People across the country connected with posts Ward made on Facebook before her death as she grew angry about the wait time.

"She did everything she knew to do within her power," said Ward's cousin, Andrea Ward, who said the posts inspired the family to speak out. "That gave us our fight."

Ward got a ride from her sister to Froedtert on Jan. 2 and checked in at 4:58 p.m., according to her medical records. Staff checked her vital signs at 5:02 p.m. and determined her vital signs should be checked every two hours while she waited for further care.

Nurses didn’t check Ward’s vital signs until 7:29 p.m., 27 minutes beyond when she should have been checked, inspectors found. That’s around the time she left the hospital, according to the Milwaukee County Medical Examiner's Office, because she felt she was waiting too long to see a doctor.

When asked about the missed assessments, a manager told inspectors, “Yeah, they are late according to policy,” the report states.

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ER patients face delays nationwide

Most of the delays found by inspectors at Froedtert are not surprising, said Amy Ho, an emergency medicine doctor in Texas who speaks nationally on health policy issues. Delays are a national problem, she said.

“We know this does happen with ER crowding,” Ho said. “It’s unsurprising to anyone who works in an ER that this might happen.”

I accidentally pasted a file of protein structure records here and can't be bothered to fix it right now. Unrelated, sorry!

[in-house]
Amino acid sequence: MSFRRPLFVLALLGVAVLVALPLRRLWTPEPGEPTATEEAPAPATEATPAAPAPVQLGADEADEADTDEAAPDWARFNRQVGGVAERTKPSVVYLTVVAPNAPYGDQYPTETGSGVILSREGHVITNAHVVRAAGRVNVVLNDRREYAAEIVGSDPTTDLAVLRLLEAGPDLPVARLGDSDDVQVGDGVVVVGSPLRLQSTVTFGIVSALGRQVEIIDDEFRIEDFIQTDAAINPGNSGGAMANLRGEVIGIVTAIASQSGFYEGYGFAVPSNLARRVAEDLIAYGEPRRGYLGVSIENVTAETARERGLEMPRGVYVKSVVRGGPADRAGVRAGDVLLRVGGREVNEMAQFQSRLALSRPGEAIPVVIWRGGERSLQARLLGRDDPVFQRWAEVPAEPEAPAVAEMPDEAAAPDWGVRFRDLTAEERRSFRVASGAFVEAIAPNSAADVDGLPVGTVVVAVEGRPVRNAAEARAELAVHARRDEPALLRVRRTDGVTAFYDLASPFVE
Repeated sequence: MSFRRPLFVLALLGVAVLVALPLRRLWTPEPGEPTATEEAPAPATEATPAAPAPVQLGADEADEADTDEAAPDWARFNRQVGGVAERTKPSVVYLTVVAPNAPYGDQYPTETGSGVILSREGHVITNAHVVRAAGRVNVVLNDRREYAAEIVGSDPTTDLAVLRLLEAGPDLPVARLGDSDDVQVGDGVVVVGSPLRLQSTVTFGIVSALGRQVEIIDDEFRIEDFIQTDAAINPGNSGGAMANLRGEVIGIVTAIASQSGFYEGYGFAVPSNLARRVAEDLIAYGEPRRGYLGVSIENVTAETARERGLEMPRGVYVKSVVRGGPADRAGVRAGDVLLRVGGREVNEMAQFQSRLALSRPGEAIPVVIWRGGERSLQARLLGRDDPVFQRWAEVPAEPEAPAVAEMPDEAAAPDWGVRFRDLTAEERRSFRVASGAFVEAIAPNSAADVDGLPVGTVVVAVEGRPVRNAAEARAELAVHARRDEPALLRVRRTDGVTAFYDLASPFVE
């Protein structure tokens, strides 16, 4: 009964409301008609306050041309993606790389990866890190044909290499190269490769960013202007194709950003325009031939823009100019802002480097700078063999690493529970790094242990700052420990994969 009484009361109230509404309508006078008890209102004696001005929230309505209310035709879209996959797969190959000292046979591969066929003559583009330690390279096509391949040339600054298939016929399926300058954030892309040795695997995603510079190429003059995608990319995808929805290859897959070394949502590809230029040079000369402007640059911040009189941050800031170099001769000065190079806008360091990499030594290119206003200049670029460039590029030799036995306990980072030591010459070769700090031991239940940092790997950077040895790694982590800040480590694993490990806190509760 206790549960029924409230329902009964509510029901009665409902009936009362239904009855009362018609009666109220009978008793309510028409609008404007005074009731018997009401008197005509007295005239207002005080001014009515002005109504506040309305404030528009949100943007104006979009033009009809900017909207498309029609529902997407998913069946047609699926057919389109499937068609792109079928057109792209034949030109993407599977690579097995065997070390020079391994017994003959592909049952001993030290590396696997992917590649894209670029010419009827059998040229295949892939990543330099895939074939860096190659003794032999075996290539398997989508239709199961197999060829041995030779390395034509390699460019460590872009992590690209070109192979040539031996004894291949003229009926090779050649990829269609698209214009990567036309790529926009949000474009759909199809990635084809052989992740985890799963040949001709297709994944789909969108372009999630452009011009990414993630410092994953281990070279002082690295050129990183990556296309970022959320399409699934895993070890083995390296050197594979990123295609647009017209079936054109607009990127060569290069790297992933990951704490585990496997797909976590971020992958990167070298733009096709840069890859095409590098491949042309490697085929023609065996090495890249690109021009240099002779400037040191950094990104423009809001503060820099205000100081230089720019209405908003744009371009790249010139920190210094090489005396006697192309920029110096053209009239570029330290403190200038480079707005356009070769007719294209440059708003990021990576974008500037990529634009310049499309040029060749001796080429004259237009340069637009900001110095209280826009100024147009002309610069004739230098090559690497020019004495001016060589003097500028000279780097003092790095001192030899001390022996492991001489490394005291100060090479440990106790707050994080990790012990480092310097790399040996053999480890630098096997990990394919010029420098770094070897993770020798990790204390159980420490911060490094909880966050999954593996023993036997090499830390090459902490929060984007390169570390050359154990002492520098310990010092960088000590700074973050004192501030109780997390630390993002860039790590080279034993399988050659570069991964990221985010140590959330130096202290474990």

Ho said crowding is caused in part by people relying on emergency rooms who might be better served by community clinics or specialists but don’t use those services because of insurance or other barriers.

Several studies show the root causes of ER overcrowding lie elsewhere in the hospital, such as inpatient staffing shortages, cumbersome admissions and discharge processes, inefficient lab testing and elective surgeries all being done in the early part of the week. Surgeons have resisted rescheduling elective surgeries, typically the most lucrative cases for hospitals.

The bottlenecks force patients to wait in the ER even after they have been admitted to the hospital. Called "boarding," the practice takes up valuable emergency room bed space and increases the wait time for patients.

“They (patients) often board for long times waiting for placements, especially when uninsured,” Ho said.

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Another tactic to address overcrowding: Turning ambulances away and sending those patients to other hospitals. In 2014, Tiffany Tate was working at the Medical College of Wisconsin kitchen, about 350 yards from Froedtert's ER, when she suffered a stroke.

But Froedtert, the top hospital for stroke treatment in the region, was diverting patients at the time and Tate was taken to a less-qualified hospital. She later died.